MPAA Rating: G
Released in Theaters: June 21, 2013 (2D, 3D)
Genre: Animation, Adventure, Comedy, Family, Prequel
Runtime: 104 minutes
Directed by: Dan Scanlon
Cast: Billy Crystal, John Goodman, Steve Buscemi, Helen Mirren, Peter Sohn, Joel Murray, Sean Hayes, Dave Foley, Alfred Molina, Tyler Labine, Nathan Fillion, Aubrey Plaza, Bobby Moynihan
Official Site: http://disney.go.com/monsters-university/
SYNOPSIS: This prequel to 2001's "Monsters, Inc." looks at the relationship between Mike and Sulley during their days at Monsters University -- when they weren't necessarily the best of friends.
Sex/Nudity: One kiss.
Violence/Gore: Several scenes show monsters trying to scare both simulated kids and real kids (who do indeed scream). Dean Hardscrabble is a little frightening, and a few scenes show mild bullying and fraternity pranks.
Profanity: Mild insults between characters and the various fraternities competing against each other.
Drugs/Alcohol: Some scenes imply college partying with loud music, disco lights, and characters holding red cups, the contents of which aren't discussed.
Which Kids Will Like It? Kids 6 and older who like "Monsters, Inc." or Disney Pixar films with colorful characters.
Will Parents Like It? This movie is fun, entertaining, and beautifully animated.
REVIEW: You never know if a sequel or prequel will tarnish the beloved original movie, but no worries on that score when it comes to "Monsters University," Disney Pixar's prequel to 2001's "Monsters, Inc" is sweet, entertaining, and stays true to the original movie.
The story takes place prior to "Monsters, Inc." We meet the young Mike Wazowski (voiced by Billy Crystal) as a kid who idolizes the professional scarers during an elementary school field trip to the Monsters, Inc. factory, where a top scarer encourages the kids to attend his alma mater, Monsters University. He even gives little Mike, who sneaks into one of the kids' rooms, an official MU cap. Still, Mike is kind of pushed around and bullied as a kid, which makes me feel sad for him.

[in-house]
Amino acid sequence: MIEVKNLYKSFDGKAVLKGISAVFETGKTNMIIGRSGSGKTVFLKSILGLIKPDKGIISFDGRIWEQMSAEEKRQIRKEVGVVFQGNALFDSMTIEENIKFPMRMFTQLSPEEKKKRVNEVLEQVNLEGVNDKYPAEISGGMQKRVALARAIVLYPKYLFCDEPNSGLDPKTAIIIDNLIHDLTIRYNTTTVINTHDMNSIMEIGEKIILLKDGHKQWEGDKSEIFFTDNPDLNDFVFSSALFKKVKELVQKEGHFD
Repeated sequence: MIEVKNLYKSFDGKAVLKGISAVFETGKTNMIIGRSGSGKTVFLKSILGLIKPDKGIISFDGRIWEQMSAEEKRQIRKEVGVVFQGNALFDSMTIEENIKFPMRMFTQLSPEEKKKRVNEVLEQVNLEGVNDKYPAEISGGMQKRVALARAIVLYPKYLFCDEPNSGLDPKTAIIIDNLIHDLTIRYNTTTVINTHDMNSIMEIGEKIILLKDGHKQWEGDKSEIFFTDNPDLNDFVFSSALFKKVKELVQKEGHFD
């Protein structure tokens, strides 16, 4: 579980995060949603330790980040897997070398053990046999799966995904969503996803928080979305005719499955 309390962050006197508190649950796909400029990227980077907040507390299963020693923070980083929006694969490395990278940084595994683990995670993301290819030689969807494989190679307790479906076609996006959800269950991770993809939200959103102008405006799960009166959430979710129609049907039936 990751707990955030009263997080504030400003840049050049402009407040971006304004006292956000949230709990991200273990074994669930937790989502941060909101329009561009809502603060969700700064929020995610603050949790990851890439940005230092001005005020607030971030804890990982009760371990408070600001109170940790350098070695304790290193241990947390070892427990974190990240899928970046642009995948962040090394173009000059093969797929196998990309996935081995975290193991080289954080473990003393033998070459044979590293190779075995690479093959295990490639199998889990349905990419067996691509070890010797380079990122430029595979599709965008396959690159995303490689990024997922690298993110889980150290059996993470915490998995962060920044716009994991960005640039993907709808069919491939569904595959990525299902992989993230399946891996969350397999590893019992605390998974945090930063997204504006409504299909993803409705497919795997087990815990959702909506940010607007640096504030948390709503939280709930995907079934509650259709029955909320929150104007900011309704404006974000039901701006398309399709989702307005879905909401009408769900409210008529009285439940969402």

But Mike hangs onto that cap and, years later, takes it with him to Monsters University, where he at long last fulfills his lifelong dream of being a student there. He and his new roommate Randall (Steve Buscemi) end up in a class with an imposing but goodhearted young monster -- James P. Sullivan, a.k.a. "Sulley" (John Goodman) -- who has a family legacy of brilliant scarers.
At first, Sulley and Mike don't exactly hit it off. Sulley is a natural when it comes to scaring, but Mike has to study hard and hit the books. On the day of their final exam, the stern Dean Hardscrabble (Helen Mirren) throws them out of the scarer program, and the two end up in the way less entertaining "scare canister" program. It's like the mail room of scaring.
But Mike and Sulley aren't down and out yet. They decide to join the annual Greek Scare Games and, against all odds, attempt to lead their newfound fraternity of misfits, Oozma Kappa, to victory.
Of course, being a family movie reviewer, my main concern is always how well a movie plays for kids, and whether the MPAA rating is on target. "Monsters University" is rated G, but in my view, it should have been rated PG because of some mildly scary scenes here and there. Nothing huge -- we're not talking "Paranorman" or "Monster House" type fright -- but just enough that I think it's best for kids aged six and older. You've still got monsters who sneak into kids' bedrooms at night and scare the heck out of them. That might be too much for little ones.
But other than that, I absolutely loved "Monsters University." There's a lot to work with when you combine good-natured monsters -- especially monsters we know and love -- and college, and Disney and Pixar take full advantage of the palette, from football to fraternities to frat parties to mascots.
And the fraternity misfits are hysterical, including two-headed Terry (Dave Foley) and Terri (Sean Hayes), mama's boy Squishy (Peter Sohn), older student Don (Joel Murray), and U-limbed Art (Charlie Day). Combined with Mike and Sulley, they're the group you root for and hope they beat the odds.
The message for kids? There's no one type of scarer. Everyone is valuable in their own right, and the best scarers use their differences to their advantage.
"Monsters University" is cute enough for kids, but also entertaining enough for grownups. Kudos to Disney and Pixar for giving us an origin story worthy of the franchise, and for making us love these characters all over again.
Get in your seats early enough to watch the trailers, which include "Turbo," "Planes," "Frozen" and "Despicable Me 2." But especially, don't miss Saschka Unseld's beautiful short, "The Blue Umbrella," a sweet and simple tale of friendship, teamwork, near tragedy, romance, and impossible odds.Back To Top